USS Ranger finds a home in Fairview

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The USS Ranger CV-61, "The Top Gun of the Pacific Fleet," built in Newport News, Va., was first commissioned in August 1957. It is 1,071 feet long, weighs 88,000 tons, and extends 271 feet at its widest point. In its day it could hold a crew of 5,600. The massive aircraft carrier will soon have a new home along the Columbia River in Fairview, Ore.

There was a lot to celebrate on the USS Ranger’s 53rd birthday.

Known as the “Top Gun of the Pacific Fleet,” the aircraft carrier has been the focus of a nearly decade-long effort, with the ultimate goal being to bring it from Bremerton, Wash., to the Portland-metro/Vancouver area so that the vessel could be used as a museum, tourist attraction, educational center, emergency preparedness center and military memorial.

Earlier this month, as part of the vessel’s birthday celebration, it was announced that the USS Ranger Foundation had selected Chinook Landing Marine Park in Fairview, Ore., on the Columbia River as the future home of the retired supercarrier.

“The USS Ranger Foundation is looking forward to partnering with other local tourist attractions to attract larger groups adding much needed tourists’ dollars to the economy,” said retired U.S. Navy Capt. Peter Ogle, foundation president and CEO.

Ray Kutch, a Washougal resident and current member of the USS Ranger Foundation board of directors and executive committee, said the road to get the project this far has been paved with challenges, but the effort has been worthwhile.

“We went from having a marketing plan on a cocktail napkin to developing a 110-page plan to present to public officials and show them what we could do and make it work for them,” Kutch said. “It’s been a long, difficult process, but a labor of love. We feel good about it.”

Once the Naval application process, including an environmental study, is completed the vessel is released, the USS Ranger will be towed to local waters.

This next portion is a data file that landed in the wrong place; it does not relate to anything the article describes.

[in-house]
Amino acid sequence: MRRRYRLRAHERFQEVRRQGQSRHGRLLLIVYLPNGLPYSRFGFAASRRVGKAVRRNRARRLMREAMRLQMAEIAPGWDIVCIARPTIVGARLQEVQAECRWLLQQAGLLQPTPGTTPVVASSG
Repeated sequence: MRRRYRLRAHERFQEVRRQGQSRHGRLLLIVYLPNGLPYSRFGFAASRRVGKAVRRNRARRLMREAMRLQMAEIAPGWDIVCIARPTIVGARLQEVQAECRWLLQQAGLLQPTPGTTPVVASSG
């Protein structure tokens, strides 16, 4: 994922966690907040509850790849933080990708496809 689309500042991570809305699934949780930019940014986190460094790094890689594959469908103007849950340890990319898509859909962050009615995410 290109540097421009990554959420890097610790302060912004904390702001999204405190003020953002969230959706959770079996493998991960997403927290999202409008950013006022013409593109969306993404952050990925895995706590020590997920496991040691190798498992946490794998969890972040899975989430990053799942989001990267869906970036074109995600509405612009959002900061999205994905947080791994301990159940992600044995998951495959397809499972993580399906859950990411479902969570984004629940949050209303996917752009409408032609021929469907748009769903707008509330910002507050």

According to Kutch, approximately $10 million in work is needed to prepare for opening, including new HVAC, electrical, paint, retrofitting for Americans with Disabilities Act requirements, mooring support and pier and dock facilities, parking areas, onboard cafes and restaurants, a ship store, and design and implementation of the educational components, and the design of the military memorial.

“Some huge undertakings remain,” Kutch said. “But the most difficult thing about this entire process had been finding a suitable site.”

Once donation of the USS Ranger is officially approved, the Navy donates the ship free of charge. However, the organization receiving the vessel is responsible for costs associated with transporting and preparing the ship — a price tag that could amount to $30 million. This amount includes a requirement by the Navy that the receiving organization have enough funding to cover the vessel’s first five years of operation as a museum

The funding for every aspect of the project, from transport costs and renovations to ongoing operations, will be generated through private contributions. No public tax dollars will be used.

“There are five existing carrier museums spread out around the country. None of them rely on tax dollars to operate,” Ogle said. “The Pacific Northwest would be well-served by Ranger and will be a great addition to the community.”

Kutch said Fairview officials have been supportive and welcoming.

“They have been so eager for the ship,” he said. “We are excited about the prospects at this point.”

As an aircraft carrier museum, the Ranger has the potential to draw up to 350,000 to 400,000 visitors a year, which would infuse money into the local economy as well as create the need for a variety of jobs ranging from people to do ship refurbishment and infrastructure improvements prior to the opening, to individuals to serve as tour guides, maintenance workers and museum administrators after the facility is up and running.

Kutch said having the USS Ranger sited in Fairview will be an asset to Camas-Washougal residents, who will be able to travel by boat to visit the supercarrier. He said he envisions water taxis someday taking visitors from one side of the Columbia River to the other.

“It is a huge asset to the community,” Kutch said. “People from Camas-Washougal will go there in their boats. It will give people another venue to travel to.”

Built in Newport News, Va., the USS Ranger CV-61 was first commissioned in August 1957. It is 1,071 feet long, weighs 88,000 tons, and extends 271 feet at its widest point. In its day, it could hold a crew of 5,600.

During the carrier’s lifetime the Navy used the Ranger extensively, including deployment during the Vietnam War where it earned 13 battle stars. In addition, it served during Operation Desert Storm where it dropped 4 million pounds of ordnance, destroyed more than 100 Iraqi boats, shot down one helicopter and destroyed numerous tanks, armored personnel carriers and bridges.

In July 1993, the Ranger was decommissioned and sent to the Inactive Ship Maintenance Facility in Bremerton, Wash.

The Foundation is a non-profit organization established in 2001 for the purpose of acquiring, preserving and operating the retired aircraft carrier.

According to Ogle, there is still a great amount of work to be done — not the least of which is fundraising.

“Now is the time to support the USS Ranger Foundation and help bring Ranger to the Portland region.”

For more information about the USS Ranger, visit